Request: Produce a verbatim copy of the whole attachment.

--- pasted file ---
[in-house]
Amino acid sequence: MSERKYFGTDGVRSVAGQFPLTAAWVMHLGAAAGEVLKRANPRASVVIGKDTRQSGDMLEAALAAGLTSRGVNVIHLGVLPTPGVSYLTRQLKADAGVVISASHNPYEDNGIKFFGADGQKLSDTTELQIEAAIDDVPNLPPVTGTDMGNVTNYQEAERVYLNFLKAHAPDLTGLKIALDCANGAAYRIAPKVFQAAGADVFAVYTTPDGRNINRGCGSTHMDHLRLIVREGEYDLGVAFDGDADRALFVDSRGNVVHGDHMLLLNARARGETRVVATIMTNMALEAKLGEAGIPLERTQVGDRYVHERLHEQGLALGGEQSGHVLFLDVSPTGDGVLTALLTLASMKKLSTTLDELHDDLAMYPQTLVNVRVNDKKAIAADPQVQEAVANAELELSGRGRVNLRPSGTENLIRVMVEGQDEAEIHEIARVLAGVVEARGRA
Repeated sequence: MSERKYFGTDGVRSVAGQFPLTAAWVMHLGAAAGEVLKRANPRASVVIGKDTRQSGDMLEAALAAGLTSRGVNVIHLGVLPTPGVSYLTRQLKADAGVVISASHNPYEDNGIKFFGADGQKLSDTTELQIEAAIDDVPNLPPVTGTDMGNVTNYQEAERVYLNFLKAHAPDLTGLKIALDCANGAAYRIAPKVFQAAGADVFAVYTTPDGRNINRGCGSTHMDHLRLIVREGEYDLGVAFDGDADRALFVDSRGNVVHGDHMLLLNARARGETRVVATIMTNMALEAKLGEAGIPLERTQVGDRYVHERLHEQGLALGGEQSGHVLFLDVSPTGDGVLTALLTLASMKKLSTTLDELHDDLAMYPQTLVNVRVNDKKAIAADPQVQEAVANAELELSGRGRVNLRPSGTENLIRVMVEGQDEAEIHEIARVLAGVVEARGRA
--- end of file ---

[in-house]
Amino acid sequence: MSERKYFGTDGVRSVAGQFPLTAAWVMHLGAAAGEVLKRANPRASVVIGKDTRQSGDMLEAALAAGLTSRGVNVIHLGVLPTPGVSYLTRQLKADAGVVISASHNPYEDNGIKFFGADGQKLSDTTELQIEAAIDDVPNLPPVTGTDMGNVTNYQEAERVYLNFLKAHAPDLTGLKIALDCANGAAYRIAPKVFQAAGADVFAVYTTPDGRNINRGCGSTHMDHLRLIVREGEYDLGVAFDGDADRALFVDSRGNVVHGDHMLLLNARARGETRVVATIMTNMALEAKLGEAGIPLERTQVGDRYVHERLHEQGLALGGEQSGHVLFLDVSPTGDGVLTALLTLASMKKLSTTLDELHDDLAMYPQTLVNVRVNDKKAIAADPQVQEAVANAELELSGRGRVNLRPSGTENLIRVMVEGQDEAEIHEIARVLAGVVEARGRA
Repeated sequence: MSERKYFGTDGVRSVAGQFPLTAAWVMHLGAAAGEVLKRANPRASVVIGKDTRQSGDMLEAALAAGLTSRGVNVIHLGVLPTPGVSYLTRQLKADAGVVISASHNPYEDNGIKFFGADGQKLSDTTELQIEAAIDDVPNLPPVTGTDMGNVTNYQEAERVYLNFLKAHAPDLTGLKIALDCANGAAYRIAPKVFQAAGADVFAVYTTPDGRNINRGCGSTHMDHLRLIVREGEYDLGVAFDGDADRALFVDSRGNVVHGDHMLLLNARARGETRVVATIMTNMALEAKLGEAGIPLERTQVGDRYVHERLHEQGLALGGEQSGHVLFLDVSPTGDGVLTALLTLASMKKLSTTLDELHDDLAMYPQTLVNVRVNDKKAIAADPQVQEAVANAELELSGRGRVNLRPSGTENLIRVMVEGQDEAEIHEIARVLAGVVEARGRA